The Cosby Show is a major source of support and inspiration in our household. In the pilot, the Cosby family had four children, but they landed a new, oldest child by the time the first season began, and of course we love that she was at Princeton. I like the Cosbys because they are New Yorkers, because they introduce interesting cultural figures, and most of all because they have realistic, sometimes difficult, family interactions, and the parents are my role models. They get angry in just the right doses, they are madly in love, they joke with their children, help with homework and respect the grandparents. It is wonderful.
One of my favorite episodes is when Claire is swamped at her work as a lawyer and comes home each night to endless questions from the children. Cliff does his best to cover for her and find space for her to relax, but some things just have to go through mom. At the end of her rope, Claire tells her husband, “I have nothing left to give.”
Our own JM is in that mode right now. She’s not “Juris” mater for nothing, and tonight she is working on legal papers while caring for sick children and juggling some volunteer work into the mix. She has nothing left to give, and so she won’t be blogging tomorrow.
I, on the other hand, have no significant excuses for the fact that I am blogging at 10 pm on my day, rather than drafting the night before or first thing in the morning. “Nothing left to give” has become the default mode of my life this fall.
There is something slightly off about the rhythm of our household lately. I feel like I am working, in one way or another, from before 8 am to after 9 pm every day.
An awful lot of that has to do with food. When people learn that I have 5 boys they often say “oh, wait until they are teenagers, you won’t be able to keep up with the food.” Well, that seems to have come early, and it is no wonder, as the preteen is already 5’7″. No matter how much food I make, people seem to be always hungry. We use a full dishwasher after every meal. I cannot seem to buy enough groceries. It feels like I am hosting Thanksgiving several nights a week.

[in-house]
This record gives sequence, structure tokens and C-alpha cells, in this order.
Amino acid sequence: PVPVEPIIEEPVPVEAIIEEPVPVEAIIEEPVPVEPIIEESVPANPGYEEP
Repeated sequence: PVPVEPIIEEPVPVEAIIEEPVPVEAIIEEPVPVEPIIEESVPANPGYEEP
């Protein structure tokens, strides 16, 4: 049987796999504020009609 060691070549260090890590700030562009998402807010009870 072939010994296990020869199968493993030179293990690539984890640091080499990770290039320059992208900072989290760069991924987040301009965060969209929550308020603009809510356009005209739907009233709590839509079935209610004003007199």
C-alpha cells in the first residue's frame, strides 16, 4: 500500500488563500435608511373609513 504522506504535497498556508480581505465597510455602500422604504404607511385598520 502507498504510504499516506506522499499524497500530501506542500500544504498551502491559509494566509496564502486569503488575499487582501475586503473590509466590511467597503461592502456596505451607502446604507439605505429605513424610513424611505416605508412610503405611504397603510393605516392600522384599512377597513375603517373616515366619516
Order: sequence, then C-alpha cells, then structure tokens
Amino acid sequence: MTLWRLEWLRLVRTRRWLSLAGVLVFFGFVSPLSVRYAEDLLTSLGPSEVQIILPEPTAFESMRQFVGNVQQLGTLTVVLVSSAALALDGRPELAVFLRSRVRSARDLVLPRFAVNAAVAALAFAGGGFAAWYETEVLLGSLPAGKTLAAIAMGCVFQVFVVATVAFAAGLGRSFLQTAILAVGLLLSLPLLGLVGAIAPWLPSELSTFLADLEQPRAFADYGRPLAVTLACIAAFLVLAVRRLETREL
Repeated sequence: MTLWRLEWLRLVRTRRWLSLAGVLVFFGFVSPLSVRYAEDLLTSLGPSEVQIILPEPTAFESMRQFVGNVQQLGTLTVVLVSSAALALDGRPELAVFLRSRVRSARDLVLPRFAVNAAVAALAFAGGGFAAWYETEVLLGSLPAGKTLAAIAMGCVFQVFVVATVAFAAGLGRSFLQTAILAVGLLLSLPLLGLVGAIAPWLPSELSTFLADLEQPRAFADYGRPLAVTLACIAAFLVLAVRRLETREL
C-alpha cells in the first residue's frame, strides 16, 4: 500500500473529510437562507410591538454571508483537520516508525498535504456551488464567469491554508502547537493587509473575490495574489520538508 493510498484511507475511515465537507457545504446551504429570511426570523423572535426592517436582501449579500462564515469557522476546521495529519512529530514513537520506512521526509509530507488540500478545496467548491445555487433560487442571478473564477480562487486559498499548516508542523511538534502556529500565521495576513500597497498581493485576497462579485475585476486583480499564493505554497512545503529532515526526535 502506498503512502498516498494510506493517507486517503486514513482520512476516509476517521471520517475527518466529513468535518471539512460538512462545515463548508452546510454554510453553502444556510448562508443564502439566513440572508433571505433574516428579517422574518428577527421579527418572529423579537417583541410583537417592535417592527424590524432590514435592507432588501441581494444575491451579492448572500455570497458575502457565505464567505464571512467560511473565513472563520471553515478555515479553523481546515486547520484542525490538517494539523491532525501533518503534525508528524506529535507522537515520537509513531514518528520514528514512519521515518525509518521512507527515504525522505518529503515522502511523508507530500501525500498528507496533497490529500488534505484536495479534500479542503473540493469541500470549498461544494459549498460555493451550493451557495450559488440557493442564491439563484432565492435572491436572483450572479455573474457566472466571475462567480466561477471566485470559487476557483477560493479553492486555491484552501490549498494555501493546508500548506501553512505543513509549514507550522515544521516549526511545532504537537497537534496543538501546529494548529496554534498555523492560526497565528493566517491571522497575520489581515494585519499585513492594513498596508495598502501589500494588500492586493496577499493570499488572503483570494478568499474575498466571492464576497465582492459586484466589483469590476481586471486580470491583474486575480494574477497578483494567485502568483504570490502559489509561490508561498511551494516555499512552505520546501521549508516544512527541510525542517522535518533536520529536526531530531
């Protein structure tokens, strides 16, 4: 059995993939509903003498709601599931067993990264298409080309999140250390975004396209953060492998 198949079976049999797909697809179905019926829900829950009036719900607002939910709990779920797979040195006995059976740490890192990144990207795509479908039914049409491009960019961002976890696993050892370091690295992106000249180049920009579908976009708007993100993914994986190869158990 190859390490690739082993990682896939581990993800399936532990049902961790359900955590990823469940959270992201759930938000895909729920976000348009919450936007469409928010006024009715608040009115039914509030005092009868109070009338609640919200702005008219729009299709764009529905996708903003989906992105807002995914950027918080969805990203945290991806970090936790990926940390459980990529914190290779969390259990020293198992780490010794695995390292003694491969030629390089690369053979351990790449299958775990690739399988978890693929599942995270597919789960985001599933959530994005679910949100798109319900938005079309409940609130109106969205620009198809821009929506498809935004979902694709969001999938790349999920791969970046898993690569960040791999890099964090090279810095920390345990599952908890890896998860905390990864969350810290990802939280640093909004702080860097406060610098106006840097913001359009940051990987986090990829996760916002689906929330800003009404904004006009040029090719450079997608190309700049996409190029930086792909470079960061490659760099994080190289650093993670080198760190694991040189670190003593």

Most nights I drop into bed at 10 pm, sleep like a rock until 6 am, and get up to start it all over. If I’m lucky, I will have a few hours of recovery during some point of the weekend. I think that each weekend my husband and I both need a nap, a workout and some personal time (together as a date or alone). If we don’t get at least that, burn out is on the way.
There are moments in there which are flat out wonderful. When I pull out a book and my baby knows to come over and sit in my lap, and I lean in to his soft little head and smell his baby shampoo, I feel incredibly close to God.
When I run around a field with my four and five year old in the fall twilight while waiting to pick up a big brother, and we have to stop, doubled over with our lungs burning from chasing each other around in the cold air, and then somebody points out the first star, I feel absolute joy.
When I walk into the kitchen and find that my ten year old daughter has decided to just do the dishes while I was bathing the baby, I feel blessed and so grateful.
When I watch Princeton score touch down after touch down to win with 59 points on Yale football. (sorry, that snuck in, it has nothing to do with my family, but it was a big thrill).
I hope that those are the important moments, but I also wonder about a life that seems to take so much of me every single day. Is this how everyone feels? Is this how it is supposed to be?
At the end of the “Nothing Left to Give” episode (spoiler alert, in case you missed it in 1984), Claire winds up finding enough left to help little Rudy with her history homework. This is a better ending than having her scream “you are stealing my prime!” at her entire family, which is what I sometimes feel tempted to do, but thankfully I too stop short and usually just dig down and give a little more. Anyway, what else would I be doing with my prime?